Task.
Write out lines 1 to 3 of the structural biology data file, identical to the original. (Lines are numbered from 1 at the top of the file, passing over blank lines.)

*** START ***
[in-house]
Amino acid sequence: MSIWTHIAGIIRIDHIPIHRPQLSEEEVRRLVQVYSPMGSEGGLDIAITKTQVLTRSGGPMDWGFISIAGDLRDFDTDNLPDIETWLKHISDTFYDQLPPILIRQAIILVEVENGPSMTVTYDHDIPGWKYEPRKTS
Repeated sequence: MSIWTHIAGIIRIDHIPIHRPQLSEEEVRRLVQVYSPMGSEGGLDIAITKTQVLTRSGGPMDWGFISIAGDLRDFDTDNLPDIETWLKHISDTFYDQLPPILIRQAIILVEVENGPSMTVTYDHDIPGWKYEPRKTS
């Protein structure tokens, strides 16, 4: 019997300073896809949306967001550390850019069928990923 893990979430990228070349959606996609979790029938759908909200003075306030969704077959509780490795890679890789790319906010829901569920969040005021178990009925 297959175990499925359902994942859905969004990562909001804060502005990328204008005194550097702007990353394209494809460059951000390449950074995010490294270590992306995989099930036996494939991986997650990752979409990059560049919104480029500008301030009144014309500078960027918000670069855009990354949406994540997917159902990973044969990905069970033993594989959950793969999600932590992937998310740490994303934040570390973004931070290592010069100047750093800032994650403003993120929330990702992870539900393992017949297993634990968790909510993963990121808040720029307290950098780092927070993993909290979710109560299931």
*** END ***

[in-house]
Amino acid sequence: MSIWTHIAGIIRIDHIPIHRPQLSEEEVRRLVQVYSPMGSEGGLDIAITKTQVLTRSGGPMDWGFISIAGDLRDFDTDNLPDIETWLKHISDTFYDQLPPILIRQAIILVEVENGPSMTVTYDHDIPGWKYEPRKTS
Repeated sequence: MSIWTHIAGIIRIDHIPIHRPQLSEEEVRRLVQVYSPMGSEGGLDIAITKTQVLTRSGGPMDWGFISIAGDLRDFDTDNLPDIETWLKHISDTFYDQLPPILIRQAIILVEVENGPSMTVTYDHDIPGWKYEPRKTS